The “budgetary and financial sphere” of the Crimea, as we have noted in previous publications [3], is going through difficult times. And when resources are lacking, the “authorities” try to keep the processes of their distribution away from “outsiders”, but at the same time maintain a certain formalism, so that the local press, controlled by the invaders, and Russian propaganda would have something to write about.

For example, on December 23, 2020, a “public hearing” was held in Yevpatoria to discuss the “draft municipal budget”. The “hearings” were attended by the “head of the town administration” Roman Tikhonchuk, his “first deputy” Alexander Rytov, “head of the finance department” Svetlana Stelmashchuk, the head of the “control and accounting chamber of the town district” Natalia Kuderevko, representatives of other “executive bodies”, and “deputies” [4].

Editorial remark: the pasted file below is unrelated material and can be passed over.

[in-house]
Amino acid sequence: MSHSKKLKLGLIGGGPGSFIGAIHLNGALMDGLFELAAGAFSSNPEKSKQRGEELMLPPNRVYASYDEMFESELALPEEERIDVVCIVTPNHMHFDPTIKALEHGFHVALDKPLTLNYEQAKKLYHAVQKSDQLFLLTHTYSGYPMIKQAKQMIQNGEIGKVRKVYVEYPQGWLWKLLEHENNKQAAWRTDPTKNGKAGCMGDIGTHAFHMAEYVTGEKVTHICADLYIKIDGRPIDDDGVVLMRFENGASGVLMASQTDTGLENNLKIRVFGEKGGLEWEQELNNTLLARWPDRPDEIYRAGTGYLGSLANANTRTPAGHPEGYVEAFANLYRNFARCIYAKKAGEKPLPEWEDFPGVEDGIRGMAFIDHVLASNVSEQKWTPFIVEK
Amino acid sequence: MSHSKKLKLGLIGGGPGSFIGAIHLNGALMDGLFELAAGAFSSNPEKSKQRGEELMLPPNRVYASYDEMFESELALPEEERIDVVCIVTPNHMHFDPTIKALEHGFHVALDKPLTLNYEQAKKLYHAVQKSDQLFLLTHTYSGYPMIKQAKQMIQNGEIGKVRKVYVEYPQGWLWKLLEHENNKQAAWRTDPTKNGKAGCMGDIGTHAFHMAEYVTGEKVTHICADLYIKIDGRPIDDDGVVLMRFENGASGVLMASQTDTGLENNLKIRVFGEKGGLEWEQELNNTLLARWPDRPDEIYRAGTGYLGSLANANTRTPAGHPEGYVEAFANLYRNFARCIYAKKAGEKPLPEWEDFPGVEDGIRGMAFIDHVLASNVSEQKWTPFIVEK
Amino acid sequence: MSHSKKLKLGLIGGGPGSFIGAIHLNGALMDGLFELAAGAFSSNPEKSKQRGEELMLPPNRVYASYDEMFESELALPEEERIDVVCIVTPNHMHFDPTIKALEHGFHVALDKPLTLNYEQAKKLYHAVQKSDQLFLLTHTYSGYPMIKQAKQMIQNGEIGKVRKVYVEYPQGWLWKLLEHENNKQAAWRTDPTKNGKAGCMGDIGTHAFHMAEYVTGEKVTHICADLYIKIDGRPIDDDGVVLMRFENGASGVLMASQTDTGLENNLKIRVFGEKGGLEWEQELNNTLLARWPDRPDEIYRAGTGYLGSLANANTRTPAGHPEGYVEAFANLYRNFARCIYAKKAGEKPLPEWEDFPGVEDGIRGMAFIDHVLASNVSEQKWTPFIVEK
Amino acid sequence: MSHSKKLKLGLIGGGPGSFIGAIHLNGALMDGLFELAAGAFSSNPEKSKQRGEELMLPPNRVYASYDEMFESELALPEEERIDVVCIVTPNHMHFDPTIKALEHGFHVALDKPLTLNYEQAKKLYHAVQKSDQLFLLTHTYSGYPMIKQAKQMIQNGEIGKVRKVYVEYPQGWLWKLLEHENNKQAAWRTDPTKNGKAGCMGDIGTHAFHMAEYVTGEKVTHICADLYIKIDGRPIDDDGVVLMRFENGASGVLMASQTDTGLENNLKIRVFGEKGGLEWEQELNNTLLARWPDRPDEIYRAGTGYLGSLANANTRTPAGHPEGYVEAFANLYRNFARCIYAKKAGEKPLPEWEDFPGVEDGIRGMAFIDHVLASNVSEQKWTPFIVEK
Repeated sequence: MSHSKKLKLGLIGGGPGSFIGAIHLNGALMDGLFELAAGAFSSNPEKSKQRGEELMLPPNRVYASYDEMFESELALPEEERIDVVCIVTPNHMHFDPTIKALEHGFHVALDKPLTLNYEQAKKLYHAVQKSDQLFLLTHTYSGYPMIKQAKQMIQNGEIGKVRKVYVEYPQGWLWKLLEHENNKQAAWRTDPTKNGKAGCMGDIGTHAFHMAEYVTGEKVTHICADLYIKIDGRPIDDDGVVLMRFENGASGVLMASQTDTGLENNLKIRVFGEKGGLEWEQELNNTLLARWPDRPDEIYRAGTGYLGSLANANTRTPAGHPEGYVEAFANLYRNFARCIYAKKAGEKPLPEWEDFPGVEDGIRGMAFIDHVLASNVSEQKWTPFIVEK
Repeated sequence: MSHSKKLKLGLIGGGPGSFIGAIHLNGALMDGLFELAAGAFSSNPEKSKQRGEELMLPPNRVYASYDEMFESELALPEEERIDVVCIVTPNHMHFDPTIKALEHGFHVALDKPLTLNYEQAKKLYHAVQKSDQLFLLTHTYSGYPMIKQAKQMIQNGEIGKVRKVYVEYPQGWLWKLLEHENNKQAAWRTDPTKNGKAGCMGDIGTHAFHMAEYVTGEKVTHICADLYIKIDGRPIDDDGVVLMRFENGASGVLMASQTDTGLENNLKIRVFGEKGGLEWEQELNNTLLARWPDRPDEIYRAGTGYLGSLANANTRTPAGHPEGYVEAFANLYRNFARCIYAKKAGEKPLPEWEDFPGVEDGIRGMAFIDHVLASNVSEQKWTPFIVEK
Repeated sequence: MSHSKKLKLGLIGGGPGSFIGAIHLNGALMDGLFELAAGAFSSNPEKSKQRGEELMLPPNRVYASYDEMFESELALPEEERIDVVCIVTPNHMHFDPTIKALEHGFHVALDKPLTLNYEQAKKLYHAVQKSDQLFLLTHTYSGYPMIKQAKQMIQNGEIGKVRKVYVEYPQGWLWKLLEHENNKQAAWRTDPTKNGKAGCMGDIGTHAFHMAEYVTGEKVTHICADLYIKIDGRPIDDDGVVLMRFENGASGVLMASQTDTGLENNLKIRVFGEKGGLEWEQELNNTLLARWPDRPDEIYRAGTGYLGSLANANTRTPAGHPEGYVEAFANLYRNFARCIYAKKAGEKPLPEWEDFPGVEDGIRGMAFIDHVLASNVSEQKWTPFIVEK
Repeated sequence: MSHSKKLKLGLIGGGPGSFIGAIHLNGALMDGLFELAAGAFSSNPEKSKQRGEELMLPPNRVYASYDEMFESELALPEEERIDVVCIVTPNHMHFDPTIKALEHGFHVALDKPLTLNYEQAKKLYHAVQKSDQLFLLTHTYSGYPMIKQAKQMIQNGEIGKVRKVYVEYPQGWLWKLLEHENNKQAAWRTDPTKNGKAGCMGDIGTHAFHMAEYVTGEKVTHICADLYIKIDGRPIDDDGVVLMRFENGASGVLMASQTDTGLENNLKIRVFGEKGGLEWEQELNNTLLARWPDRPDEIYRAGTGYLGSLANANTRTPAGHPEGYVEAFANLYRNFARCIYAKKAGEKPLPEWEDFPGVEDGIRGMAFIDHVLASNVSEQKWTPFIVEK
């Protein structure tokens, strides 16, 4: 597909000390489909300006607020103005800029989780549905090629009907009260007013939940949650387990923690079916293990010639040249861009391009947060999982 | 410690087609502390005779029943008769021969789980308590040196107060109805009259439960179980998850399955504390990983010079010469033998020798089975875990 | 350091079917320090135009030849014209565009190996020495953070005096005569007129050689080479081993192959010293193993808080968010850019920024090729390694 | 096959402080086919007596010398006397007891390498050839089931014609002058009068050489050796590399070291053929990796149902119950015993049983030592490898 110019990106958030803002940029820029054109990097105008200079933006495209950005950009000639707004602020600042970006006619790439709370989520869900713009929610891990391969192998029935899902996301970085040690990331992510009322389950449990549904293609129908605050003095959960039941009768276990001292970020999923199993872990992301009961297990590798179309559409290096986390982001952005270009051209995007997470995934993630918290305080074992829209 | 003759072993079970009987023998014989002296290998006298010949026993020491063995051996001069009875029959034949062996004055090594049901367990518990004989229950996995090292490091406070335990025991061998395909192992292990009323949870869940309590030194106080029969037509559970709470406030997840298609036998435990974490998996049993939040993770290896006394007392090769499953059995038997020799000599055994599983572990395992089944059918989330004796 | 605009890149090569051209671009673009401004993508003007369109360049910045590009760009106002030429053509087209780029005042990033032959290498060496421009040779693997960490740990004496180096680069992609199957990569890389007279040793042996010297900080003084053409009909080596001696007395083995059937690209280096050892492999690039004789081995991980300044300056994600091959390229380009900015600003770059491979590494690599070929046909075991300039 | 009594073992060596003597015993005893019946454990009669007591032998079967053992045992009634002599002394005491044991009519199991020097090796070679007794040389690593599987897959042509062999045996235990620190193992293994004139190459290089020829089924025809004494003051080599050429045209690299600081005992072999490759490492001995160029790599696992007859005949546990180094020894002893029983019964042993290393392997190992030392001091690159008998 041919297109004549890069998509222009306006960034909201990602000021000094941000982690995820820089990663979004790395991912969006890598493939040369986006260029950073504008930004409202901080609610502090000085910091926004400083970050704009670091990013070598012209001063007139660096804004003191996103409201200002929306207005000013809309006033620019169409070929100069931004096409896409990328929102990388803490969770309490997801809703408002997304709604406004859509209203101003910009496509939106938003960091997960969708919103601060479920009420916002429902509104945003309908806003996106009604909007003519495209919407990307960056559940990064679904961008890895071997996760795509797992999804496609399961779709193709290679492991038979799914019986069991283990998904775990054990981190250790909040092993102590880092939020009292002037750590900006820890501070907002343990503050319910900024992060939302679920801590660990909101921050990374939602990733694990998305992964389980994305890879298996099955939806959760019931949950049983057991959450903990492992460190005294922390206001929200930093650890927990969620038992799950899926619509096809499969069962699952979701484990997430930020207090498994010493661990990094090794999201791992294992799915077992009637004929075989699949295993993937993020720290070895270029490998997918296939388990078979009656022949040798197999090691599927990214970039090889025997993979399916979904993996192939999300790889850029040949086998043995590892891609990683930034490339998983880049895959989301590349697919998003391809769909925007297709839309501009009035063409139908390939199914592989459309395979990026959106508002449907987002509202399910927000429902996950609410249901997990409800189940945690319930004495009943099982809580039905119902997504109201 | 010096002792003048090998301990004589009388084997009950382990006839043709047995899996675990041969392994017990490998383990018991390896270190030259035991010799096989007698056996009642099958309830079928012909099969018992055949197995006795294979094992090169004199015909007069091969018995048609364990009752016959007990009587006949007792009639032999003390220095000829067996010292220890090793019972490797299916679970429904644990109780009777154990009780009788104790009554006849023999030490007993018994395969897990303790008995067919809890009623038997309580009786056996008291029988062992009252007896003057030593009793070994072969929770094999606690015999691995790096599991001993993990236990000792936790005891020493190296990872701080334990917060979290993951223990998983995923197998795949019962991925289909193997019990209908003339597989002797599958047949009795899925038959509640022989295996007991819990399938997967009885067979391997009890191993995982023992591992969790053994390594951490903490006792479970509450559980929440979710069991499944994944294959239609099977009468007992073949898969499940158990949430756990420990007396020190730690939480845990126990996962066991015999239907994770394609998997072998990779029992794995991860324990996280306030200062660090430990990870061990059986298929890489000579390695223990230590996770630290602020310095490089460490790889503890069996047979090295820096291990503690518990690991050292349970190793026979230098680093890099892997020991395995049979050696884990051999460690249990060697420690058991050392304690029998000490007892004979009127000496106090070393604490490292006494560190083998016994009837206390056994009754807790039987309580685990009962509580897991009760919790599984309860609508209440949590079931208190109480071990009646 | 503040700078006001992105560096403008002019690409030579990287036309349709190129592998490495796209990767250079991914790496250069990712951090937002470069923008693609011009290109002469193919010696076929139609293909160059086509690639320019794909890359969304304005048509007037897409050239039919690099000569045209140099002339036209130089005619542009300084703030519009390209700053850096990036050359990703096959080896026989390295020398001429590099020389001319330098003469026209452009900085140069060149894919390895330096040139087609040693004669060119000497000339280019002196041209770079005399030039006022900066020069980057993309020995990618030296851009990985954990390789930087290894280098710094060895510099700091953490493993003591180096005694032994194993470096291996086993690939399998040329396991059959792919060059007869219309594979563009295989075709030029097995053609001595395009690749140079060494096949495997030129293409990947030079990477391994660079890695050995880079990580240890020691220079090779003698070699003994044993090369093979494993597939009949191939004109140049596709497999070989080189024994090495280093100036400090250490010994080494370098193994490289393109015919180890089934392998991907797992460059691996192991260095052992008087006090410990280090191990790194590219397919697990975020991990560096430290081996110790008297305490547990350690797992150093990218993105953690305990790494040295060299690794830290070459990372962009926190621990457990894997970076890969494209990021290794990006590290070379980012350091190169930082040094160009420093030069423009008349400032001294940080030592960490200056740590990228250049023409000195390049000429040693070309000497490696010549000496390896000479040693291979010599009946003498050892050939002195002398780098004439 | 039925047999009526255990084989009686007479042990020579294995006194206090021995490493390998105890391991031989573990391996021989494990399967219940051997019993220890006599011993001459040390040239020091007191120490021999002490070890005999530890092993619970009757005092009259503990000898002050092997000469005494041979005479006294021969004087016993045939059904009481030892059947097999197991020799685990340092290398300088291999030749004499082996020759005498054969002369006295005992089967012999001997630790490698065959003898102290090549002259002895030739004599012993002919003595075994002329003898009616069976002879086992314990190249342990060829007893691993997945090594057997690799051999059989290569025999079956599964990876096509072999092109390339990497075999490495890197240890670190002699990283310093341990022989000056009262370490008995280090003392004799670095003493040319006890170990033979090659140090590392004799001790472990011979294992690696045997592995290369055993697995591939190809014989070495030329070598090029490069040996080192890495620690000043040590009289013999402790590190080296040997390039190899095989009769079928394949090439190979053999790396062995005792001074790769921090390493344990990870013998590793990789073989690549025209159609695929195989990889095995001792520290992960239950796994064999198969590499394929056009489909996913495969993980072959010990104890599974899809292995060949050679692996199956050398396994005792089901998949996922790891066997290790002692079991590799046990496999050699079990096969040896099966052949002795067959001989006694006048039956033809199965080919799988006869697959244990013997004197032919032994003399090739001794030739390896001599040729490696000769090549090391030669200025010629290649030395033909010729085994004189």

It turned out that the Crimean “journalists” and the “government” they work for seem to “misunderstand” the meaning of the term “public” and “demonstratively violate” the provisions of the occupation “legislation”, such as article 28 “Public hearings, public discussions” of the law “On general principles of local government in Russia” [5]. If the “administration” of Yevpatoria believes that the public nature of the “hearing” is the presence of “chief budget managers”, who “made reports reflecting the main measures and areas of budget spending in 2021-2023” [4], then they are worth to be disappointed. As it doesn’t work in such way.